A SPIN HISTORY LESSON: KNIFERISMS, SPOONERISMS AND MADDENISMS
Spoonerisms are those oft funny errors in speech or deliberate plays on words like The Kinquering Congs their titles take attributed to The Rev. William Archibald Spooner (1844-1930).
Kniferisms and forkerisms are an offshoot of spoonerisms invented by Douglas Hofstadter. They include such actual blunders as . . . word regarding an impending Presidential veto had come from a high White House souse (instead of source) and the most famous of flubs, when radio announcer Harry von Zell accidentally mispronounced a President's name as Hoobert Heever.
Malapropisms are an invention of playwright Richard Brinsley Sheridan used in his 1775 play The Rivals and in particular by a character Mrs. Malaprop who frequently misspoke to great comic effect as when she called someone as headstrong as an allegory on the banks of Nile (instead of an alligator). More modern derivatives are off-the-docks Jews (for Orthodox Jews), battery-operated transvestite radios and the Women's Lubrication Movement.
Maddenisms are derived from verbal and physical concoctions of a 21st Century spin man named Thomas James Madden who invented them to obtain publicity for himself or his clients. Among them was a Knife and Forklift that he actually patented. It was a combination of utensils and dumbbells that Madden claimed could help overeaters eat slower and exercise while they ate, or at least exercise restraint. For comic effect in interviews, Madden was famous for quips like overeaters use their digestive tract like a race track.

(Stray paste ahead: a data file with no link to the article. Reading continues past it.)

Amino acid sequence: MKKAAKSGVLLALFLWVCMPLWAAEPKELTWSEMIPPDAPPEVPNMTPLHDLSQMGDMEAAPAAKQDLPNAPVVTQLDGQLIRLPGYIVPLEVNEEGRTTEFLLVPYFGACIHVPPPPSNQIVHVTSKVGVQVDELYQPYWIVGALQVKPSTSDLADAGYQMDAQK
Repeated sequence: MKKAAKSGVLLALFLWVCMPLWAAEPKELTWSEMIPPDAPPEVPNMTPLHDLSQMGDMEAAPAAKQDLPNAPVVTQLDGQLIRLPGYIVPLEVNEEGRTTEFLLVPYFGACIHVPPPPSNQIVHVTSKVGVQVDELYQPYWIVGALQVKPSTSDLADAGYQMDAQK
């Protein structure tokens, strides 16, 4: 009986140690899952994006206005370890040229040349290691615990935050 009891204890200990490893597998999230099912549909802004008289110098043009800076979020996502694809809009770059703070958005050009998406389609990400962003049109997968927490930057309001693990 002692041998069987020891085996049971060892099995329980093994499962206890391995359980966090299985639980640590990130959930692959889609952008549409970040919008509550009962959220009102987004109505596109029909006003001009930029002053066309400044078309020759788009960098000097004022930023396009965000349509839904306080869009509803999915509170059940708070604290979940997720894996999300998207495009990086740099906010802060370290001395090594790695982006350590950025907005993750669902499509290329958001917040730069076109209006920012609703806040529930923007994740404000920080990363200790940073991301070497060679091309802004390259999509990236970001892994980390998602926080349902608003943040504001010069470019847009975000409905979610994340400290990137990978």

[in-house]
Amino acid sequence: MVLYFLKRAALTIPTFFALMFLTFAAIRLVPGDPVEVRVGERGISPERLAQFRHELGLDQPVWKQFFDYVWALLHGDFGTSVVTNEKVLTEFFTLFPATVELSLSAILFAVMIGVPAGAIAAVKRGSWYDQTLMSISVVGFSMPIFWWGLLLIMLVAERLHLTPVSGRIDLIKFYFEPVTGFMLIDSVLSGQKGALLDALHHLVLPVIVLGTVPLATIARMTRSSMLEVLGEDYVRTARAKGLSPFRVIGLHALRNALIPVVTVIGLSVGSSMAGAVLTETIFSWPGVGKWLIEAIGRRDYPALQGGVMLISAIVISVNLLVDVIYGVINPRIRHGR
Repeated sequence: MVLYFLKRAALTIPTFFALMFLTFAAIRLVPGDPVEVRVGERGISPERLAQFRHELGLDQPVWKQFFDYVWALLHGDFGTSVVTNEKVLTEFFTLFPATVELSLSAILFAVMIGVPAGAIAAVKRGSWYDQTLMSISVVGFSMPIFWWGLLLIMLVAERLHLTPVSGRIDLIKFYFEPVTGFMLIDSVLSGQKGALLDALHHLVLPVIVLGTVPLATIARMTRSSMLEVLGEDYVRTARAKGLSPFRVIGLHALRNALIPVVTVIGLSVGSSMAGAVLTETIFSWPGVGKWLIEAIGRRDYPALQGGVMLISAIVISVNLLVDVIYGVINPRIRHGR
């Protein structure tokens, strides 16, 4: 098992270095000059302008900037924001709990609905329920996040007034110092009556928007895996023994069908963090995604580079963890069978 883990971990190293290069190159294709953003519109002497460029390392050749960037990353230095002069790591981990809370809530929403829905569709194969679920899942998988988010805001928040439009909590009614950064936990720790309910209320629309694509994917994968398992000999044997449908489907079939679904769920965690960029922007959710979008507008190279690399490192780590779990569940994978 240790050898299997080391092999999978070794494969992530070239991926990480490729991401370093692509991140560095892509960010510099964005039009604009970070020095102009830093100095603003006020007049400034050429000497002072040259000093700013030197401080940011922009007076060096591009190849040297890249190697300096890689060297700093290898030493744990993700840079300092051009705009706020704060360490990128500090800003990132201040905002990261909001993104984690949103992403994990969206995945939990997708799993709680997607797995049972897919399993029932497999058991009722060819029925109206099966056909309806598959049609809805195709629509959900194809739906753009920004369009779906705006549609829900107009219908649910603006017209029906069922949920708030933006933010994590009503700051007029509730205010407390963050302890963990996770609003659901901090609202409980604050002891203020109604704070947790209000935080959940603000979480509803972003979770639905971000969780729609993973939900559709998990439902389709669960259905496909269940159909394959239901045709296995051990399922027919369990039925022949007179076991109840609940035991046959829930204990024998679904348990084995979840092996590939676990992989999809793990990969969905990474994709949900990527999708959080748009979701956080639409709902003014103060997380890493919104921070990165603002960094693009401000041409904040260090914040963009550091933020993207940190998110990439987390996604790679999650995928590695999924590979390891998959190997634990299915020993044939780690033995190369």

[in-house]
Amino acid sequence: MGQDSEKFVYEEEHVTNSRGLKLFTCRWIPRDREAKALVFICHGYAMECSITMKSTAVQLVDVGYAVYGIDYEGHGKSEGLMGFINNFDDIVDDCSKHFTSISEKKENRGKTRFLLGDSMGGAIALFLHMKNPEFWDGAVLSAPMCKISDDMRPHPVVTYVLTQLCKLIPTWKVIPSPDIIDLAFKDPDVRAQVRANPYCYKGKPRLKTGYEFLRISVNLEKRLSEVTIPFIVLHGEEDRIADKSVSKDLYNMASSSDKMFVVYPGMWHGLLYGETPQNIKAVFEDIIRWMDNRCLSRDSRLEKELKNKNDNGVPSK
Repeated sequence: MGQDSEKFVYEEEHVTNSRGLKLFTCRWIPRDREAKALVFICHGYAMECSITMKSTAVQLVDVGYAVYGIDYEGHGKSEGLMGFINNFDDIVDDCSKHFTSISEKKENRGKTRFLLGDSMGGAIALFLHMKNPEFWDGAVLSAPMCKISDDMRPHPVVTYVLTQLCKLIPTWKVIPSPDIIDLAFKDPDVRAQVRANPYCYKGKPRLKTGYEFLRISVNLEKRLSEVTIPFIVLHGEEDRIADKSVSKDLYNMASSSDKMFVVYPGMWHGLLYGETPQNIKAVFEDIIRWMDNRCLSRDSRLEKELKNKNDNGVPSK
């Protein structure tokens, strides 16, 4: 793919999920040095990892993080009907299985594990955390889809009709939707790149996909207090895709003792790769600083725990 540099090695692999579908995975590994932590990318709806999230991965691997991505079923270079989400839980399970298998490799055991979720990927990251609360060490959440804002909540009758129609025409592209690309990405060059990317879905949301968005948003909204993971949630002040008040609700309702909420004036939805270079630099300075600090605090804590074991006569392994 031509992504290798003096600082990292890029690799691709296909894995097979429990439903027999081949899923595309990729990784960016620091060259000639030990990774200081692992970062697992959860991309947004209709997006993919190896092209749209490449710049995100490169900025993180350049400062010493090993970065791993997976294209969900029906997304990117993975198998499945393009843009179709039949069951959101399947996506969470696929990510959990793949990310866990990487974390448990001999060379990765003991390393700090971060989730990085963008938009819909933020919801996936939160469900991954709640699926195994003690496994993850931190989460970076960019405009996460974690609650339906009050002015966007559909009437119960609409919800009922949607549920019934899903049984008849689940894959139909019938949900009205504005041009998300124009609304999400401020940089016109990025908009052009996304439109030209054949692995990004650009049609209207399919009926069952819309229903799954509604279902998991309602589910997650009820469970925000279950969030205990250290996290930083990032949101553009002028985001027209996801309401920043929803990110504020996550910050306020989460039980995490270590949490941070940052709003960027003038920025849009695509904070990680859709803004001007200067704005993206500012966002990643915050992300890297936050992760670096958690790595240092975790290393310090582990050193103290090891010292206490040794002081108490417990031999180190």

Another of Madden's outlandish inventions was the Hair IQ Score by which celebrities and political figures of the time were rated along a scale of 1 (balding) 1 to a perfectly full-headed Ronald Reagan 10. Madden used the ratings to predict "out combs" of what he termed "hair-tight" political races in congressional and gubernatorial elections in 2010, which he said could be won by--what else--a hair.